Tuesday, February 24, 2009

Anne Hathaway rocks

I've always been a big Anne Hathaway fan but I'm an even bigger fan after seeing her interview with Barbara Walters after the Oscars (relevant bit starts at 5:30 in):

What is so awesome is that she clearly makes a distinction between being in love and being married. Love her!

Saturday, February 14, 2009

Economists are not the most romantic people in the world

Wednesday, February 11, 2009

Self-confidence and He's Just Not That Into You

I saw the movie He's Just Not That Into You last weekend and basically hated it. CAUTION: there's sort of a spoiler ahead so if you haven't seen the movie but plan to, feel free to stop reading. On the other hand, I don't think anything I write here can really be considered a 'spoiler' because do you really not know how it's all going to turn out?

The only storyline I found somewhat appealing was the one with Jennifer Aniston and Ben Affleck - she basically issues an ultimatum and actually follows through with leaving him when he won't marry her after 7 years together. They get back together when she realizes that having a man who loves her and who IS committed to her even if he doesn't want to pin the label of marriage on that commitment, is more important than having that label. I would have felt the movie was actually worth my money if they had ended with that and shown a couple that was truly happy and committed without being married, but I guess that's too much to ask for.

Part of what was so disappointing is that I'm actually a huge fan of the book. I know there are plenty of women out there who think it's too simplistic but like Miranda in the SITC episode where the phrase first appeared, I find the idea liberating - forget the games, give up the drama, just accept that he's not into you and move on. In the book (but, I felt, mostly missing from the movie), Greg Behrendt makes the point repeatedly that we all deserve someone who recognizes our fabulousness, that if someone is not acting like he's into you, you deserve better. And the first time I read that, I did my impression of Carrie Fisher in When Harry Met Sally - you know, where she keeps saying "you're right, you're right, I know you're right" when Meg Ryan tells her that her married boyfriend is never going to leave his wife. We all know that we are supposed to be with someone who thinks we're fabulous and that we should walk away from anyone who doesn't treat us as we deserve to be treated. However, what Behrendt doesn't tell you in his book (and CERTAINLY is not shown in this movie) is how to do that, how to stop wanting someone who isn't into us, how to actually walk away and let it go.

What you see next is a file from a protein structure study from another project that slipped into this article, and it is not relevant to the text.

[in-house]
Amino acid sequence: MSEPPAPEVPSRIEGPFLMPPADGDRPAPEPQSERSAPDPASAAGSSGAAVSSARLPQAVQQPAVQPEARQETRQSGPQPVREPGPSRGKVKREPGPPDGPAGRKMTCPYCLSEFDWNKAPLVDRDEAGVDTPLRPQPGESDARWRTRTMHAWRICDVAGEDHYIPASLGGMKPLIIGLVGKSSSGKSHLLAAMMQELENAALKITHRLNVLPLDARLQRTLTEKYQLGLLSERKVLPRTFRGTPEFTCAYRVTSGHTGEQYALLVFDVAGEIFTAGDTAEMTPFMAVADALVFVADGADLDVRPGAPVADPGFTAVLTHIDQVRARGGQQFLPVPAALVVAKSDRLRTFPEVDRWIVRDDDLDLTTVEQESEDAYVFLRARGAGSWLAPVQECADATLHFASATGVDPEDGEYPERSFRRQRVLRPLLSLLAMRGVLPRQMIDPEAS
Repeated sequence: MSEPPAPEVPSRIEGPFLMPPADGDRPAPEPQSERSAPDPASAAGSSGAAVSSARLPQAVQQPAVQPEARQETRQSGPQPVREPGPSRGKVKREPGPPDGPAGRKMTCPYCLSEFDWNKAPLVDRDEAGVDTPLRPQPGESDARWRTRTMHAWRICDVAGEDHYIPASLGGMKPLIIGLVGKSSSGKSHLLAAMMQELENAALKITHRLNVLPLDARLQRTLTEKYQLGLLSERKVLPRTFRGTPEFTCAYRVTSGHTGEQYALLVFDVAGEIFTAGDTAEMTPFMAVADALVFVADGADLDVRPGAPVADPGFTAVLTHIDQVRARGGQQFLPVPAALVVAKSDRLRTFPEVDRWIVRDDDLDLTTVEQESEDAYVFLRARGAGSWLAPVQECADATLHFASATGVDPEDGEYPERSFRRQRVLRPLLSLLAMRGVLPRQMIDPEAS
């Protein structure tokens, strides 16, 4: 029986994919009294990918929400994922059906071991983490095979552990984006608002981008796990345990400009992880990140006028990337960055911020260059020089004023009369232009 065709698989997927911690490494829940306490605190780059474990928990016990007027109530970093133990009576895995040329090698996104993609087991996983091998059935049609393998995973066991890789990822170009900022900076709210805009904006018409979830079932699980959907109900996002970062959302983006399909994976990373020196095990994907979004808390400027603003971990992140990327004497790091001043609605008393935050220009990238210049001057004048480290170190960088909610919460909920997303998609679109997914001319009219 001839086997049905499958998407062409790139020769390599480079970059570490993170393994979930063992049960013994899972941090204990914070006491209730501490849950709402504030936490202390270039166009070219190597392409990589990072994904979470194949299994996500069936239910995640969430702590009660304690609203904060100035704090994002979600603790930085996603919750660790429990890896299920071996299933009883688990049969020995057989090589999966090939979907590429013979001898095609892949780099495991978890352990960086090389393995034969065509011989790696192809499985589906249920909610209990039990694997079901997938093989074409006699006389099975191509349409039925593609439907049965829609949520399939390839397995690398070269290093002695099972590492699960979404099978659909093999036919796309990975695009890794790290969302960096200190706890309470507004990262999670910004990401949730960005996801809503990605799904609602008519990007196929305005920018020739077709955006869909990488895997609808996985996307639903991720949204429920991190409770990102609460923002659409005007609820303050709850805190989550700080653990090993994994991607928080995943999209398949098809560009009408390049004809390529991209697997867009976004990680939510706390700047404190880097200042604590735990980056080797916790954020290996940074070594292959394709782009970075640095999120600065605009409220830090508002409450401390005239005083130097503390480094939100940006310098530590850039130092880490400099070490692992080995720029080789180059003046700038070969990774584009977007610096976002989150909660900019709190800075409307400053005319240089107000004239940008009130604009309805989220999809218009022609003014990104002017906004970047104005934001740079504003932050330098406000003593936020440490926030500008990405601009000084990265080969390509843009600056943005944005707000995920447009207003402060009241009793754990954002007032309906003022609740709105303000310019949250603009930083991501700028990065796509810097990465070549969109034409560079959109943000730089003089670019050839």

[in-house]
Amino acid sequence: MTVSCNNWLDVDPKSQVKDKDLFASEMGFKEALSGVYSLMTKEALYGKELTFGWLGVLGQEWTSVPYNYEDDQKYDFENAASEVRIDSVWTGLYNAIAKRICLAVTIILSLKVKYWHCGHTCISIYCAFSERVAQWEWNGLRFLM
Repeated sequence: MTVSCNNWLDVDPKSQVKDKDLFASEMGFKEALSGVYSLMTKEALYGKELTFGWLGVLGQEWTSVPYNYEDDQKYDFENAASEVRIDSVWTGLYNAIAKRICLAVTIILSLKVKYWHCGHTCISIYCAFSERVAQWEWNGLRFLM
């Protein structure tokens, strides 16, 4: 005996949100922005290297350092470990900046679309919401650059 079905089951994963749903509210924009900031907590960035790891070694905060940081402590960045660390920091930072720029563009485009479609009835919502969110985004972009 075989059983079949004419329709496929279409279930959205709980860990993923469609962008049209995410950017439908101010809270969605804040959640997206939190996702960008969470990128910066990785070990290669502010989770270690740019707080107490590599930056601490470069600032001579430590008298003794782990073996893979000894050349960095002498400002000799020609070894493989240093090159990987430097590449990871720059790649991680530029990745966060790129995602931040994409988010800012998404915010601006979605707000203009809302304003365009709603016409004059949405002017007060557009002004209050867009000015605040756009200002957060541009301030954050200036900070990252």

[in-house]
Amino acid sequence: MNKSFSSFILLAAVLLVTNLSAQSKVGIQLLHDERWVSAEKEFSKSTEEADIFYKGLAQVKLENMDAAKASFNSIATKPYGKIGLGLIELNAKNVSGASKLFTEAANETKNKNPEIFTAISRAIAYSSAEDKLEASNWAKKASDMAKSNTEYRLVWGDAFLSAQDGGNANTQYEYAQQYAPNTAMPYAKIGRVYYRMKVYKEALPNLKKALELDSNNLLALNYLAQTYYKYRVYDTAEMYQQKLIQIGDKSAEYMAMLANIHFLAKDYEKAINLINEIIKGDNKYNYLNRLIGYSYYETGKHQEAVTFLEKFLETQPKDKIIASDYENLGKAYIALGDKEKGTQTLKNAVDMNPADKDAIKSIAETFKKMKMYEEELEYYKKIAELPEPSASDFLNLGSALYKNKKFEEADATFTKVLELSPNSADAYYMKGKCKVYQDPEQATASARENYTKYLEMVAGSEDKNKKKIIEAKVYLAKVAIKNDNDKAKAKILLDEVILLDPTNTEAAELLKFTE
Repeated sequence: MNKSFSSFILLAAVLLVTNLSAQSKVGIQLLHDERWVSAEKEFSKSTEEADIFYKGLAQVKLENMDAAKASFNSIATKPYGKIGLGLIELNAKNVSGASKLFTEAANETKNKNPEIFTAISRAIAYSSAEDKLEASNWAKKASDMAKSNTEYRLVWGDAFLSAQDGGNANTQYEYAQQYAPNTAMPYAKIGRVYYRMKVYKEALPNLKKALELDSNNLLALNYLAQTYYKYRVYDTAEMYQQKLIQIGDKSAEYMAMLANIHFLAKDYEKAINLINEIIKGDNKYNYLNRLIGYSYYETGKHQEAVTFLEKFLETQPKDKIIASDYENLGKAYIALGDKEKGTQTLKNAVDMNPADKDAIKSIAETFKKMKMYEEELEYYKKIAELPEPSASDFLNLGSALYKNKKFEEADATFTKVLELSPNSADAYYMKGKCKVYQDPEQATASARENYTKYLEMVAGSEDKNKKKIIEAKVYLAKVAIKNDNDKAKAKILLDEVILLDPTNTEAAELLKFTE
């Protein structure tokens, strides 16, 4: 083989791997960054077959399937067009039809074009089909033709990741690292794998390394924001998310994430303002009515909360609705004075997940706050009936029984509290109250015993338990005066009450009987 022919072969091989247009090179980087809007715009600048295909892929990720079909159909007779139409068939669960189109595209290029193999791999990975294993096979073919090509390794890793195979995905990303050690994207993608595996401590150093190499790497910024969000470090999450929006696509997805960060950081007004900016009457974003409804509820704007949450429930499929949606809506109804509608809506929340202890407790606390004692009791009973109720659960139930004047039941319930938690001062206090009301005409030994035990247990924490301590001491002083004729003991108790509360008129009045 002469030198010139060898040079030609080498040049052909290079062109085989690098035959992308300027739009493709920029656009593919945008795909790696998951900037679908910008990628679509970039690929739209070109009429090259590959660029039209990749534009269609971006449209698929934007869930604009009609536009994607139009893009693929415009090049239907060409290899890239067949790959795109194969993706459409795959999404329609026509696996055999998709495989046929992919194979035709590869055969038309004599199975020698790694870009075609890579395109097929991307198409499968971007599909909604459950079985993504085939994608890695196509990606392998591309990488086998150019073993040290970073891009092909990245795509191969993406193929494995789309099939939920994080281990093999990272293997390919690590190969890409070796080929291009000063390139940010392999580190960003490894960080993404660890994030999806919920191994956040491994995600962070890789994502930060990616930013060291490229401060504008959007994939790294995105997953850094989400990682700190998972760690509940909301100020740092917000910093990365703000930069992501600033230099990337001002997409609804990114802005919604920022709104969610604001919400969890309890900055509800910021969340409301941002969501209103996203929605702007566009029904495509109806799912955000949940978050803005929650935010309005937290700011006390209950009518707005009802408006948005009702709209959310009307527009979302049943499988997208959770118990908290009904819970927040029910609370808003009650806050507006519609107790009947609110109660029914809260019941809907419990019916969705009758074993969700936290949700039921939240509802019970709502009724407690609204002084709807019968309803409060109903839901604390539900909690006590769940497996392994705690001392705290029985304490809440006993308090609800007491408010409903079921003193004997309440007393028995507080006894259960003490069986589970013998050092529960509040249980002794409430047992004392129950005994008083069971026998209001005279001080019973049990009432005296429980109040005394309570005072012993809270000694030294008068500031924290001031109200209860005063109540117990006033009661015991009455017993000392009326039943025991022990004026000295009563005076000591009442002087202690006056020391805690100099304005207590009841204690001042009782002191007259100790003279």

The problem is that you have to have a certain level of self-confidence to shrug it off when someone (who you presumably are into) is not that into you. There's an irony here that took me years to appreciate: if you think you're awesome, it's a lot easier to accept that someone else doesn't think so. It's not personal, it's not damaging to your own self-esteem, so you don't need to dissect it, you can just let it go. And the even more ironic catch-22 is that the more you chase after people who are not that into you, the harder it is to find that self confidence, but actually BEING with someone who believes you're fabulous - or simply surrounding yourself with supportive friends who always make you feel great about yourself - can't help but make you feel more self-confident.